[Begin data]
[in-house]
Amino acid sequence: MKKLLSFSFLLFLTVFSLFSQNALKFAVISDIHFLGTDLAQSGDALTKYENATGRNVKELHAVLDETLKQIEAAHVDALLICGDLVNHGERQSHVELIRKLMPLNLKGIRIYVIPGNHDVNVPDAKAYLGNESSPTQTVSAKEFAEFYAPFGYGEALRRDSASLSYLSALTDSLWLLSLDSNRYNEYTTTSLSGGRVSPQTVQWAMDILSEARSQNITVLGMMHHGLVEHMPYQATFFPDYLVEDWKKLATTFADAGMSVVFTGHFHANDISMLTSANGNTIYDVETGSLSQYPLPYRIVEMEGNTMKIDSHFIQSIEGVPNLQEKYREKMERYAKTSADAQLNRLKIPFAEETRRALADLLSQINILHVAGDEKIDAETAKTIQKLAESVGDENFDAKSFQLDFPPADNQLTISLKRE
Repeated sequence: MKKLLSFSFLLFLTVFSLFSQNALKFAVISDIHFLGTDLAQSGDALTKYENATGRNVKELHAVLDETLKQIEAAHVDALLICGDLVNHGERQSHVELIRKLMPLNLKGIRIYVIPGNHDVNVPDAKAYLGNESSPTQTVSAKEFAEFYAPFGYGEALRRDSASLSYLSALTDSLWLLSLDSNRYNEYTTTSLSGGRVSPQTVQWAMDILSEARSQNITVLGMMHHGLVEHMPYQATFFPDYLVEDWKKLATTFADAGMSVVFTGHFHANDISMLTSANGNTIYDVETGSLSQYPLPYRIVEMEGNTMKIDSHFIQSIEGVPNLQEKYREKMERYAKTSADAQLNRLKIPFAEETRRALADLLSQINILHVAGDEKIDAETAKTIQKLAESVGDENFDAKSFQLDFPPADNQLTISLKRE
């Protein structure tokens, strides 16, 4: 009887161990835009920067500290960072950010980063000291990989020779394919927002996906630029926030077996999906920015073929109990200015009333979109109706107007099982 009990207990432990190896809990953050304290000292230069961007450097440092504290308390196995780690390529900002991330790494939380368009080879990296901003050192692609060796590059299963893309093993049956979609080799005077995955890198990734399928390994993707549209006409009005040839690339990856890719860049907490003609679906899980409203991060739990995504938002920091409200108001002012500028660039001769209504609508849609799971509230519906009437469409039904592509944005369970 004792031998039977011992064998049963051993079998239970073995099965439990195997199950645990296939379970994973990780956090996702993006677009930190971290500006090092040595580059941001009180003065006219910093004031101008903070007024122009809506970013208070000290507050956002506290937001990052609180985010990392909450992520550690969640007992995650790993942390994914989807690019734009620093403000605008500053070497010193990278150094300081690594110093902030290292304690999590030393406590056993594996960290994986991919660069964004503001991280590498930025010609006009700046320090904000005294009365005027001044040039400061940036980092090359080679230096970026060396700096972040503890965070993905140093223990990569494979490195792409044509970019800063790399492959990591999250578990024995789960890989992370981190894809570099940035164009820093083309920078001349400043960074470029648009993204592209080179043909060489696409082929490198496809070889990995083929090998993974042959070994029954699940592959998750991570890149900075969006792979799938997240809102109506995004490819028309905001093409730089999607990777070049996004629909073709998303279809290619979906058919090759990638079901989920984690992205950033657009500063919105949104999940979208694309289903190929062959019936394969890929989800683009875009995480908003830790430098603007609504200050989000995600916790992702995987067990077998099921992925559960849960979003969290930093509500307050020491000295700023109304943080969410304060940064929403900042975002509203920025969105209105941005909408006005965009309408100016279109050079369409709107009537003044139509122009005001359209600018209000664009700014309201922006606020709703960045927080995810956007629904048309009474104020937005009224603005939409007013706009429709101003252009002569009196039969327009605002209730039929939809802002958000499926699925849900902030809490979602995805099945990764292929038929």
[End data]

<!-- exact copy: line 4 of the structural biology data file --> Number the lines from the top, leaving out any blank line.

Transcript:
């Protein structure tokens, strides 16, 4: 009887161990835009920067500290960072950010980063000291990989020779394919927002996906630029926030077996999906920015073929109990200015009333979109109706107007099982 009990207990432990190896809990953050304290000292230069961007450097440092504290308390196995780690390529900002991330790494939380368009080879990296901003050192692609060796590059299963893309093993049956979609080799005077995955890198990734399928390994993707549209006409009005040839690339990856890719860049907490003609679906899980409203991060739990995504938002920091409200108001002012500028660039001769209504609508849609799971509230519906009437469409039904592509944005369970 004792031998039977011992064998049963051993079998239970073995099965439990195997199950645990296939379970994973990780956090996702993006677009930190971290500006090092040595580059941001009180003065006219910093004031101008903070007024122009809506970013208070000290507050956002506290937001990052609180985010990392909450992520550690969640007992995650790993942390994914989807690019734009620093403000605008500053070497010193990278150094300081690594110093902030290292304690999590030393406590056993594996960290994986991919660069964004503001991280590498930025010609006009700046320090904000005294009365005027001044040039400061940036980092090359080679230096970026060396700096972040503890965070993905140093223990990569494979490195792409044509970019800063790399492959990591999250578990024995789960890989992370981190894809570099940035164009820093083309920078001349400043960074470029648009993204592209080179043909060489696409082929490198496809070889990995083929090998993974042959070994029954699940592959998750991570890149900075969006792979799938997240809102109506995004490819028309905001093409730089999607990777070049996004629909073709998303279809290619979906058919090759990638079901989920984690992205950033657009500063919105949104999940979208694309289903190929062959019936394969890929989800683009875009995480908003830790430098603007609504200050989000995600916790992702995987067990077998099921992925559960849960979003969290930093509500307050020491000295700023109304943080969410304060940064929403900042975002509203920025969105209105941005909408006005965009309408100016279109050079369409709107009537003044139509122009005001359209600018209000664009700014309201922006606020709703960045927080995810956007629904048309009474104020937005009224603005939409007013706009429709101003252009002569009196039969327009605002209730039929939809802002958000499926699925849900902030809490979602995805099945990764292929038929």